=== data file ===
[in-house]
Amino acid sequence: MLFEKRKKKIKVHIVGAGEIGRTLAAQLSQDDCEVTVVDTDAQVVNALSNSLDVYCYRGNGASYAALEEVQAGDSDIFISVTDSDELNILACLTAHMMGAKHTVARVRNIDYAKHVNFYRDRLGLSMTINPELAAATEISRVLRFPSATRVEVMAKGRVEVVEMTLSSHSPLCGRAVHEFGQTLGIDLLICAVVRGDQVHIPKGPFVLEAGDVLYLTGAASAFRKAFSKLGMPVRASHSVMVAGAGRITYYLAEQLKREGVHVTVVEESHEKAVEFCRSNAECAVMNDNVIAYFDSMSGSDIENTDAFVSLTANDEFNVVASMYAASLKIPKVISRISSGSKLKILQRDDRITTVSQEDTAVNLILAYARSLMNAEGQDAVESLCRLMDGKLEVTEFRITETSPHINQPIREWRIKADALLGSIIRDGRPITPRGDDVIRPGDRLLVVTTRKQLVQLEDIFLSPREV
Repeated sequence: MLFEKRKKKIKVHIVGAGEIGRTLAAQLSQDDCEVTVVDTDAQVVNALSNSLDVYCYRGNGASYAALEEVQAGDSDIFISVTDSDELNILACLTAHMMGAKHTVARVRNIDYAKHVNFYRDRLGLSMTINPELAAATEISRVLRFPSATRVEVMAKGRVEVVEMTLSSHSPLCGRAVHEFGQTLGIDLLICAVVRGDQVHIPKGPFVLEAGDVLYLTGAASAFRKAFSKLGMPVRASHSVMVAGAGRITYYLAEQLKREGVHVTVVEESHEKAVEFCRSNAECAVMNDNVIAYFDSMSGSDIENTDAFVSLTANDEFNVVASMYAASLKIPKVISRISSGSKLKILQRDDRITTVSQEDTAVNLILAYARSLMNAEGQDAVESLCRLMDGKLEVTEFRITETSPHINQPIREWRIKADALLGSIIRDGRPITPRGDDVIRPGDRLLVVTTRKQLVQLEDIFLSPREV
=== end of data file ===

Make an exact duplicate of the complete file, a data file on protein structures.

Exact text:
[in-house]
Amino acid sequence: MLFEKRKKKIKVHIVGAGEIGRTLAAQLSQDDCEVTVVDTDAQVVNALSNSLDVYCYRGNGASYAALEEVQAGDSDIFISVTDSDELNILACLTAHMMGAKHTVARVRNIDYAKHVNFYRDRLGLSMTINPELAAATEISRVLRFPSATRVEVMAKGRVEVVEMTLSSHSPLCGRAVHEFGQTLGIDLLICAVVRGDQVHIPKGPFVLEAGDVLYLTGAASAFRKAFSKLGMPVRASHSVMVAGAGRITYYLAEQLKREGVHVTVVEESHEKAVEFCRSNAECAVMNDNVIAYFDSMSGSDIENTDAFVSLTANDEFNVVASMYAASLKIPKVISRISSGSKLKILQRDDRITTVSQEDTAVNLILAYARSLMNAEGQDAVESLCRLMDGKLEVTEFRITETSPHINQPIREWRIKADALLGSIIRDGRPITPRGDDVIRPGDRLLVVTTRKQLVQLEDIFLSPREV
Repeated sequence: MLFEKRKKKIKVHIVGAGEIGRTLAAQLSQDDCEVTVVDTDAQVVNALSNSLDVYCYRGNGASYAALEEVQAGDSDIFISVTDSDELNILACLTAHMMGAKHTVARVRNIDYAKHVNFYRDRLGLSMTINPELAAATEISRVLRFPSATRVEVMAKGRVEVVEMTLSSHSPLCGRAVHEFGQTLGIDLLICAVVRGDQVHIPKGPFVLEAGDVLYLTGAASAFRKAFSKLGMPVRASHSVMVAGAGRITYYLAEQLKREGVHVTVVEESHEKAVEFCRSNAECAVMNDNVIAYFDSMSGSDIENTDAFVSLTANDEFNVVASMYAASLKIPKVISRISSGSKLKILQRDDRITTVSQEDTAVNLILAYARSLMNAEGQDAVESLCRLMDGKLEVTEFRITETSPHINQPIREWRIKADALLGSIIRDGRPITPRGDDVIRPGDRLLVVTTRKQLVQLEDIFLSPREV